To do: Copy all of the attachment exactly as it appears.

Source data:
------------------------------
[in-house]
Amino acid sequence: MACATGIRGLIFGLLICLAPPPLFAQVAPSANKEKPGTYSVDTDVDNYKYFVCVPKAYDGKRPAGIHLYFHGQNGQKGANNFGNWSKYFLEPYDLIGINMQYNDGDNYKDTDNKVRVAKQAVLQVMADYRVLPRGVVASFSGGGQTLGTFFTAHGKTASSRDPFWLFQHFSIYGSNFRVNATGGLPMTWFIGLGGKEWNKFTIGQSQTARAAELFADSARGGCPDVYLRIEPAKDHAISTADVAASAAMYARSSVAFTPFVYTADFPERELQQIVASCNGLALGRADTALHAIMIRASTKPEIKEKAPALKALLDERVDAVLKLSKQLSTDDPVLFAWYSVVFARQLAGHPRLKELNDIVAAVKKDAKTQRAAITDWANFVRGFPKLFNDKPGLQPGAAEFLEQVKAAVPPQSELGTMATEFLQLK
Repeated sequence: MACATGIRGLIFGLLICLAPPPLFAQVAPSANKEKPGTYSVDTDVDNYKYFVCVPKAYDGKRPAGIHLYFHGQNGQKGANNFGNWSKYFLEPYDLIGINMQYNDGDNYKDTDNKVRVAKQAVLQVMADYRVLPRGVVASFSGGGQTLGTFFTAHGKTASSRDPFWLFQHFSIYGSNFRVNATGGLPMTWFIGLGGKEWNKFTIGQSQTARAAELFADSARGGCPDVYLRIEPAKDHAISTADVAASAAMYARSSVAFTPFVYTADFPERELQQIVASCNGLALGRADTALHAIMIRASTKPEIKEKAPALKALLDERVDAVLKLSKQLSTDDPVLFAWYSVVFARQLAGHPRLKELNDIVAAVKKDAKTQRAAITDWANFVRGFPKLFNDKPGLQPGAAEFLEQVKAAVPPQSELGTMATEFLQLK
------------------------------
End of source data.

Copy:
[in-house]
Amino acid sequence: MACATGIRGLIFGLLICLAPPPLFAQVAPSANKEKPGTYSVDTDVDNYKYFVCVPKAYDGKRPAGIHLYFHGQNGQKGANNFGNWSKYFLEPYDLIGINMQYNDGDNYKDTDNKVRVAKQAVLQVMADYRVLPRGVVASFSGGGQTLGTFFTAHGKTASSRDPFWLFQHFSIYGSNFRVNATGGLPMTWFIGLGGKEWNKFTIGQSQTARAAELFADSARGGCPDVYLRIEPAKDHAISTADVAASAAMYARSSVAFTPFVYTADFPERELQQIVASCNGLALGRADTALHAIMIRASTKPEIKEKAPALKALLDERVDAVLKLSKQLSTDDPVLFAWYSVVFARQLAGHPRLKELNDIVAAVKKDAKTQRAAITDWANFVRGFPKLFNDKPGLQPGAAEFLEQVKAAVPPQSELGTMATEFLQLK
Repeated sequence: MACATGIRGLIFGLLICLAPPPLFAQVAPSANKEKPGTYSVDTDVDNYKYFVCVPKAYDGKRPAGIHLYFHGQNGQKGANNFGNWSKYFLEPYDLIGINMQYNDGDNYKDTDNKVRVAKQAVLQVMADYRVLPRGVVASFSGGGQTLGTFFTAHGKTASSRDPFWLFQHFSIYGSNFRVNATGGLPMTWFIGLGGKEWNKFTIGQSQTARAAELFADSARGGCPDVYLRIEPAKDHAISTADVAASAAMYARSSVAFTPFVYTADFPERELQQIVASCNGLALGRADTALHAIMIRASTKPEIKEKAPALKALLDERVDAVLKLSKQLSTDDPVLFAWYSVVFARQLAGHPRLKELNDIVAAVKKDAKTQRAAITDWANFVRGFPKLFNDKPGLQPGAAEFLEQVKAAVPPQSELGTMATEFLQLK